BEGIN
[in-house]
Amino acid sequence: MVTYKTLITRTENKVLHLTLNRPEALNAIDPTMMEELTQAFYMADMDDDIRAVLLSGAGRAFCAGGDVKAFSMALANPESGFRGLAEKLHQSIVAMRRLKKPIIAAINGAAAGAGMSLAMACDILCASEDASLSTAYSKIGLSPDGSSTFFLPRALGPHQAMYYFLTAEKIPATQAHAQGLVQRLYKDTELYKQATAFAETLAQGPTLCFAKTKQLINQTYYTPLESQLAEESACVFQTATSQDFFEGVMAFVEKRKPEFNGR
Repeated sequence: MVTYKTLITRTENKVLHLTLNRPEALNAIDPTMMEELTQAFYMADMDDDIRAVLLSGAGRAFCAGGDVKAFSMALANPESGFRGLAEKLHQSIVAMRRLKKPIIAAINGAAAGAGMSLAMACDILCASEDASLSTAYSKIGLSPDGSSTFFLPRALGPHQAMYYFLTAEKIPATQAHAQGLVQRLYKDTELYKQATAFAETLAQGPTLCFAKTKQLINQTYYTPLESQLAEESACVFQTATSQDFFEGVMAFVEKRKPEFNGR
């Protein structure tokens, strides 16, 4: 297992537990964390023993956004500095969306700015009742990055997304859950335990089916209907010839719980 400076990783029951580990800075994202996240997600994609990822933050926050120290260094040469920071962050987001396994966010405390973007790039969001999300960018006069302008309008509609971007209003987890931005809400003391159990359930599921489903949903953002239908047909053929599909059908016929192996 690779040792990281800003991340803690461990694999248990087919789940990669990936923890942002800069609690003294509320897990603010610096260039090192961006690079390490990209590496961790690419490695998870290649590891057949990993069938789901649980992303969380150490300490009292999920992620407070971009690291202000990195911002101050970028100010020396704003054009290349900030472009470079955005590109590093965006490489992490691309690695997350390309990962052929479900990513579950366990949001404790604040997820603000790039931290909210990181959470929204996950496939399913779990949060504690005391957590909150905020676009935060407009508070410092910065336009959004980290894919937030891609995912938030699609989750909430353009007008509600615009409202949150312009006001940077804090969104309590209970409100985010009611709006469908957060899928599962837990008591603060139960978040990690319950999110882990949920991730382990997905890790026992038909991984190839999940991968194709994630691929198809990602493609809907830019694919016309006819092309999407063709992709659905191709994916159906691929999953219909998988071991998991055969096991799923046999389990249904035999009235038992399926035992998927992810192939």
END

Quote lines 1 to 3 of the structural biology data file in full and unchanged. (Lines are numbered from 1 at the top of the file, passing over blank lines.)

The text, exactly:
[in-house]
Amino acid sequence: MVTYKTLITRTENKVLHLTLNRPEALNAIDPTMMEELTQAFYMADMDDDIRAVLLSGAGRAFCAGGDVKAFSMALANPESGFRGLAEKLHQSIVAMRRLKKPIIAAINGAAAGAGMSLAMACDILCASEDASLSTAYSKIGLSPDGSSTFFLPRALGPHQAMYYFLTAEKIPATQAHAQGLVQRLYKDTELYKQATAFAETLAQGPTLCFAKTKQLINQTYYTPLESQLAEESACVFQTATSQDFFEGVMAFVEKRKPEFNGR
Repeated sequence: MVTYKTLITRTENKVLHLTLNRPEALNAIDPTMMEELTQAFYMADMDDDIRAVLLSGAGRAFCAGGDVKAFSMALANPESGFRGLAEKLHQSIVAMRRLKKPIIAAINGAAAGAGMSLAMACDILCASEDASLSTAYSKIGLSPDGSSTFFLPRALGPHQAMYYFLTAEKIPATQAHAQGLVQRLYKDTELYKQATAFAETLAQGPTLCFAKTKQLINQTYYTPLESQLAEESACVFQTATSQDFFEGVMAFVEKRKPEFNGR